Kerans: You talk to players around the league, you know what’s happening. It doesn’t seem to me that New Jersey does a lot of shot blocking. That’s fine with me. But is it safe to say there isn’t any heavy emphasis on blocking shots in this club? Or is that a silly thing to say?

Zajac: Well…

Kerans: {interrupting} If you have to, you do it?

Zajac: Exactly. It’s a big part of the game, obviously. The teams that do it, they‘ve had some success. I think for us it’s just about paying the price. There’s a time in the game when everyone needs to step up and take one for the team, and I think everyone’s capable of doing that.

Kerans: Adam Henrique told me the team always stresses defense. When you’re doing video reviews, there’s pretty much always something they’ve got to say, to pick on details in the defensive zone? There’s a lot of coaching going on like that?

Zajac: Yeah, there’s a lot. I think the better defense you can play, the more you’re going to have the puck. We want to be jumping guys all over the ice defensively, and create turnovers, and make sure we can get that puck and get it in the offensive zone.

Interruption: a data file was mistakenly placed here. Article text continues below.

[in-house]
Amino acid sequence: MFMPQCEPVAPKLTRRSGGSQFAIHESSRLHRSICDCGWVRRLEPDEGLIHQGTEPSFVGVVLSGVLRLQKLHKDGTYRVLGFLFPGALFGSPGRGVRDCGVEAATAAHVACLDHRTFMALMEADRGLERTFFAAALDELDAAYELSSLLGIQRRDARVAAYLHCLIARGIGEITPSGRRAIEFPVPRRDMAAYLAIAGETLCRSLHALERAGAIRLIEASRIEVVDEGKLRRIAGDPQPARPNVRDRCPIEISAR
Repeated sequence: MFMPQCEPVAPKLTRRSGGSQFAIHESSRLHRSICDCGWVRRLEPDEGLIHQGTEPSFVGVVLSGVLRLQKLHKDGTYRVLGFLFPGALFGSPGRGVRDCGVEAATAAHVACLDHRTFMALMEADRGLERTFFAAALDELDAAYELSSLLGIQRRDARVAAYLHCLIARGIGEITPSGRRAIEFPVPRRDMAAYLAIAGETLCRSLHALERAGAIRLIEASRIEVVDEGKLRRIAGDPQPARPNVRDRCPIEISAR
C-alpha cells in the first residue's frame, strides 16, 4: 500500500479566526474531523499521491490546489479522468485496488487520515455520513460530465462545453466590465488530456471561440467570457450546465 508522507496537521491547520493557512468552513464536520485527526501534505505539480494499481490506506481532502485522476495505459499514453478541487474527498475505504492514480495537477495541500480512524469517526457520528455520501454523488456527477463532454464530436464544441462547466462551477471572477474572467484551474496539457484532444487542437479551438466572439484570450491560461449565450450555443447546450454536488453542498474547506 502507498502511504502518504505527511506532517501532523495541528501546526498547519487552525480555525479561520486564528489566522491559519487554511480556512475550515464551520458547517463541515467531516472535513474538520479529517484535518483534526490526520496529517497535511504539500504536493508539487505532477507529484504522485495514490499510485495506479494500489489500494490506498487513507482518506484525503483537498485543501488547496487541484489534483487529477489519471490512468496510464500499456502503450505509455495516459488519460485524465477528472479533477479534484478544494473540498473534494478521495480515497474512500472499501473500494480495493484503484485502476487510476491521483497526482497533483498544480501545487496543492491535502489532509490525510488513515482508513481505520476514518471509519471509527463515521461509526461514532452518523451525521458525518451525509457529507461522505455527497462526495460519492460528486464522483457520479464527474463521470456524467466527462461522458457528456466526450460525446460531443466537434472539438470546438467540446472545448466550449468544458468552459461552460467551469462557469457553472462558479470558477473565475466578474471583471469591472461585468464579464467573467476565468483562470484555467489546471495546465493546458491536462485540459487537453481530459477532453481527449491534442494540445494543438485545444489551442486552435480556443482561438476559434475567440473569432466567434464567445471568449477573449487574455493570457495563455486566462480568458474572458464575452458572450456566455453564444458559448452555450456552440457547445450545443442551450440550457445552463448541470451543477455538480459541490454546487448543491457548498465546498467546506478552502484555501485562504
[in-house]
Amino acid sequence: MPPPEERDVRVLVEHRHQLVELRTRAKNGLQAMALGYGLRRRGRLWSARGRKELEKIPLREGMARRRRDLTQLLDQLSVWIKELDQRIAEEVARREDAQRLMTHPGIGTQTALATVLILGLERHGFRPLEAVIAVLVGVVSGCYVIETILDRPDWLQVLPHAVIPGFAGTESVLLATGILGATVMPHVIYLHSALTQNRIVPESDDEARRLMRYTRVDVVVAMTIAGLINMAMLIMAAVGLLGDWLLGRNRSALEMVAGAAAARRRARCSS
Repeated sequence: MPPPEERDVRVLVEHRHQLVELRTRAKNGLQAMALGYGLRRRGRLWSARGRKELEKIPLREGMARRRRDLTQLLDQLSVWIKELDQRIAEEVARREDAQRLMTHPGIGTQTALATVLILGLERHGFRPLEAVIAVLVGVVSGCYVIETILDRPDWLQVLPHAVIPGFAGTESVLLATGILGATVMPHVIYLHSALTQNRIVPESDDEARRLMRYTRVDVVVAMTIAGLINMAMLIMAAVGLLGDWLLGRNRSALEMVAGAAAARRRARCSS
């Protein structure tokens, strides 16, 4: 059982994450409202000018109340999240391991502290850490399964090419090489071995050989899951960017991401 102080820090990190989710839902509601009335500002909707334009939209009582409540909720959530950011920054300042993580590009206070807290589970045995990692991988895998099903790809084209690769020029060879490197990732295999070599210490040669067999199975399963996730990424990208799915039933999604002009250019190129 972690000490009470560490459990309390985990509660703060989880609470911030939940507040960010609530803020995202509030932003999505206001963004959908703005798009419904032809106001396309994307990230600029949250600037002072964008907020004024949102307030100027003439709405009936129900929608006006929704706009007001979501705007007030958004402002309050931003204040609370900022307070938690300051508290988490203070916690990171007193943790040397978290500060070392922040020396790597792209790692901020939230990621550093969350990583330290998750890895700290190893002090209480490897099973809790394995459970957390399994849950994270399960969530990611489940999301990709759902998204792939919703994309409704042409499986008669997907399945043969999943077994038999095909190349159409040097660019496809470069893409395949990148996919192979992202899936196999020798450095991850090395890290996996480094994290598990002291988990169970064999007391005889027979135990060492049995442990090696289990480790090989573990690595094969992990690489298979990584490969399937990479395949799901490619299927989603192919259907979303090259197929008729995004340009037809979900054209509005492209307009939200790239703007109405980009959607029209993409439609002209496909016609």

Zajac jumps 'em

Jumping ‘em all over the ice   Photo credit: © AFP, Vincent Pugliese

Kerans: The Olympics are coming up. You’ve played in a big event, The Frozen Four {Zajac played in two of them}. Do you remember any piece of wisdom? It doesn’t have to be some hokey locker room speech. I played in a big tournament once, a national tournament, and the coach said “you represent yourself, and you represent your family,” and I think he mentioned the school too. But it was interesting that he was trying to keep us in the concrete, not in the abstract. Like, it’s not about life or death. It’s something we could handle: “you represent yourself, you represent your family.” That’s something that I remember. Anything that you remember, before your Frozen Fours?